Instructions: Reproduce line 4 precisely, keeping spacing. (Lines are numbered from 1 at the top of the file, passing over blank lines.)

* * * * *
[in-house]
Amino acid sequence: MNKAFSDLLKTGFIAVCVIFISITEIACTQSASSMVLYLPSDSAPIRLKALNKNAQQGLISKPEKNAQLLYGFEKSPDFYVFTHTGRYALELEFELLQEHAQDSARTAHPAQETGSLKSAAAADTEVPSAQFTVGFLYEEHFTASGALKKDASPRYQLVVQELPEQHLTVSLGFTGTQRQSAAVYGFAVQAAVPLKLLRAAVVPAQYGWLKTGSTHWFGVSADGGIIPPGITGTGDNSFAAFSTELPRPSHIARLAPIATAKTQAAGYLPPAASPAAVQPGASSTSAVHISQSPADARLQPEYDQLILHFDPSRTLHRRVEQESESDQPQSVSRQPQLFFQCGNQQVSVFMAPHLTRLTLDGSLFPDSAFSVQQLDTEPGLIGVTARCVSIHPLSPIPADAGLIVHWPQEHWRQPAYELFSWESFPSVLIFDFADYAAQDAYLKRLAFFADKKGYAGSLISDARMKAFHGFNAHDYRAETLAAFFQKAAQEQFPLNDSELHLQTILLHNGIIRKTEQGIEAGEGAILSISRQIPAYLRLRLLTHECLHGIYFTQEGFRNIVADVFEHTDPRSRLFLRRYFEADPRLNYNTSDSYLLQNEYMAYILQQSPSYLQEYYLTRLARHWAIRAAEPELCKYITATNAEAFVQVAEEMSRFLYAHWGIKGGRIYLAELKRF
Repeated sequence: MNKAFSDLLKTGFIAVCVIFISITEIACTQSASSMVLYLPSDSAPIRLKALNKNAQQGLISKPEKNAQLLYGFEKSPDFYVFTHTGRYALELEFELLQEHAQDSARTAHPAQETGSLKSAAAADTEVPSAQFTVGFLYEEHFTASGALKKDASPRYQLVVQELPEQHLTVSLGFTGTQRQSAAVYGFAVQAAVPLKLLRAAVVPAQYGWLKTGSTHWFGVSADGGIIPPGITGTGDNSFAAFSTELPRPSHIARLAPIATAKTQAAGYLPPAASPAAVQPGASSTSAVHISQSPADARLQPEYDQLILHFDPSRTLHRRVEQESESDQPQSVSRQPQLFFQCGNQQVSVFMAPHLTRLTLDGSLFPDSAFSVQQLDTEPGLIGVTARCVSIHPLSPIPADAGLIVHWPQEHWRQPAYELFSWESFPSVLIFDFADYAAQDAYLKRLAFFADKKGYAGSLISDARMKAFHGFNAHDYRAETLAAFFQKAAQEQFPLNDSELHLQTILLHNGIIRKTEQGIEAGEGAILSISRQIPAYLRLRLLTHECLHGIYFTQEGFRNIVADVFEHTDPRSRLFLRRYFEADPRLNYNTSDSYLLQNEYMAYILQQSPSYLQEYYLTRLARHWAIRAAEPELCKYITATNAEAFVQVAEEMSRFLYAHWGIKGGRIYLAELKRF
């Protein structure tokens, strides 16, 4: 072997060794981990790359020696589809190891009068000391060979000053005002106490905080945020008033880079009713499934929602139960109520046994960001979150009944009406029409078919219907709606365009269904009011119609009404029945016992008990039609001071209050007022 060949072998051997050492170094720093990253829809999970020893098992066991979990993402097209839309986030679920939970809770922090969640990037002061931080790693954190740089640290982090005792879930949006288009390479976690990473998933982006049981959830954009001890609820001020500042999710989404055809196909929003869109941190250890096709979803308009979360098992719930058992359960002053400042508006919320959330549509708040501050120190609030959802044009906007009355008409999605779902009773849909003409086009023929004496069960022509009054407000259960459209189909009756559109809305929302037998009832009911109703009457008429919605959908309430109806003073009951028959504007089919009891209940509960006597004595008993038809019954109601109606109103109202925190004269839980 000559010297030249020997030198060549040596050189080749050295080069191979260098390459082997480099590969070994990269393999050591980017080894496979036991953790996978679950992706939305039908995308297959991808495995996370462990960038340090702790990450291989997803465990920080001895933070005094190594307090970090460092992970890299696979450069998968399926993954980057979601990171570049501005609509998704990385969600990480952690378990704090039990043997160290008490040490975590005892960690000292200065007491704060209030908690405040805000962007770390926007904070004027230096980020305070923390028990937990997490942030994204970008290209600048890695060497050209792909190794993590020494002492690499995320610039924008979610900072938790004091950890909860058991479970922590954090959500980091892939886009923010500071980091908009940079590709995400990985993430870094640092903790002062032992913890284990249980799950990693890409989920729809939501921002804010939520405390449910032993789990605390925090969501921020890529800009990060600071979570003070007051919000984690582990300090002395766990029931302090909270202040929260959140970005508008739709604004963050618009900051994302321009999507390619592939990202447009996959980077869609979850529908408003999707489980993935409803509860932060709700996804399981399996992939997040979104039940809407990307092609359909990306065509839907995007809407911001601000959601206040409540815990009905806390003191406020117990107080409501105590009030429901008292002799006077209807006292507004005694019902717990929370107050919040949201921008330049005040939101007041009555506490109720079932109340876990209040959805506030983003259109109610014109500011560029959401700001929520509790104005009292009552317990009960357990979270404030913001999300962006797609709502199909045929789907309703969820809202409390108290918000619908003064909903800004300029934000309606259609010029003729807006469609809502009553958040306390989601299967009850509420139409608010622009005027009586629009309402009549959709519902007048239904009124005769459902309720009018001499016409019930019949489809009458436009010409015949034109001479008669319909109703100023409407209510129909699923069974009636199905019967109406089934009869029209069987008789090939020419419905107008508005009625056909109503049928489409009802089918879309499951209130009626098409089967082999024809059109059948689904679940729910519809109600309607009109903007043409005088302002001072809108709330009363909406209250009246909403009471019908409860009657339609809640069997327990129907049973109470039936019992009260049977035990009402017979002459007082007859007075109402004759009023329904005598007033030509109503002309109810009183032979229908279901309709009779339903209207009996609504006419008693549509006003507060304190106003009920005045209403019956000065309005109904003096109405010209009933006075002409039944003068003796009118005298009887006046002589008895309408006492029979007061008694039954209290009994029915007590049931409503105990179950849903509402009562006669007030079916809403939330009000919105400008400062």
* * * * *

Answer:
């Protein structure tokens, strides 16, 4: 072997060794981990790359020696589809190891009068000391060979000053005002106490905080945020008033880079009713499934929602139960109520046994960001979150009944009406029409078919219907709606365009269904009011119609009404029945016992008990039609001071209050007022 060949072998051997050492170094720093990253829809999970020893098992066991979990993402097209839309986030679920939970809770922090969640990037002061931080790693954190740089640290982090005792879930949006288009390479976690990473998933982006049981959830954009001890609820001020500042999710989404055809196909929003869109941190250890096709979803308009979360098992719930058992359960002053400042508006919320959330549509708040501050120190609030959802044009906007009355008409999605779902009773849909003409086009023929004496069960022509009054407000259960459209189909009756559109809305929302037998009832009911109703009457008429919605959908309430109806003073009951028959504007089919009891209940509960006597004595008993038809019954109601109606109103109202925190004269839980 000559010297030249020997030198060549040596050189080749050295080069191979260098390459082997480099590969070994990269393999050591980017080894496979036991953790996978679950992706939305039908995308297959991808495995996370462990960038340090702790990450291989997803465990920080001895933070005094190594307090970090460092992970890299696979450069998968399926993954980057979601990171570049501005609509998704990385969600990480952690378990704090039990043997160290008490040490975590005892960690000292200065007491704060209030908690405040805000962007770390926007904070004027230096980020305070923390028990937990997490942030994204970008290209600048890695060497050209792909190794993590020494002492690499995320610039924008979610900072938790004091950890909860058991479970922590954090959500980091892939886009923010500071980091908009940079590709995400990985993430870094640092903790002062032992913890284990249980799950990693890409989920729809939501921002804010939520405390449910032993789990605390925090969501921020890529800009990060600071979570003070007051919000984690582990300090002395766990029931302090909270202040929260959140970005508008739709604004963050618009900051994302321009999507390619592939990202447009996959980077869609979850529908408003999707489980993935409803509860932060709700996804399981399996992939997040979104039940809407990307092609359909990306065509839907995007809407911001601000959601206040409540815990009905806390003191406020117990107080409501105590009030429901008292002799006077209807006292507004005694019902717990929370107050919040949201921008330049005040939101007041009555506490109720079932109340876990209040959805506030983003259109109610014109500011560029959401700001929520509790104005009292009552317990009960357990979270404030913001999300962006797609709502199909045929789907309703969820809202409390108290918000619908003064909903800004300029934000309606259609010029003729807006469609809502009553958040306390989601299967009850509420139409608010622009005027009586629009309402009549959709519902007048239904009124005769459902309720009018001499016409019930019949489809009458436009010409015949034109001479008669319909109703100023409407209510129909699923069974009636199905019967109406089934009869029209069987008789090939020419419905107008508005009625056909109503049928489409009802089918879309499951209130009626098409089967082999024809059109059948689904679940729910519809109600309607009109903007043409005088302002001072809108709330009363909406209250009246909403009471019908409860009657339609809640069997327990129907049973109470039936019992009260049977035990009402017979002459007082007859007075109402004759009023329904005598007033030509109503002309109810009183032979229908279901309709009779339903209207009996609504006419008693549509006003507060304190106003009920005045209403019956000065309005109904003096109405010209009933006075002409039944003068003796009118005298009887006046002589008895309408006492029979007061008694039954209290009994029915007590049931409503105990179950849903509402009562006669007030079916809403939330009000919105400008400062």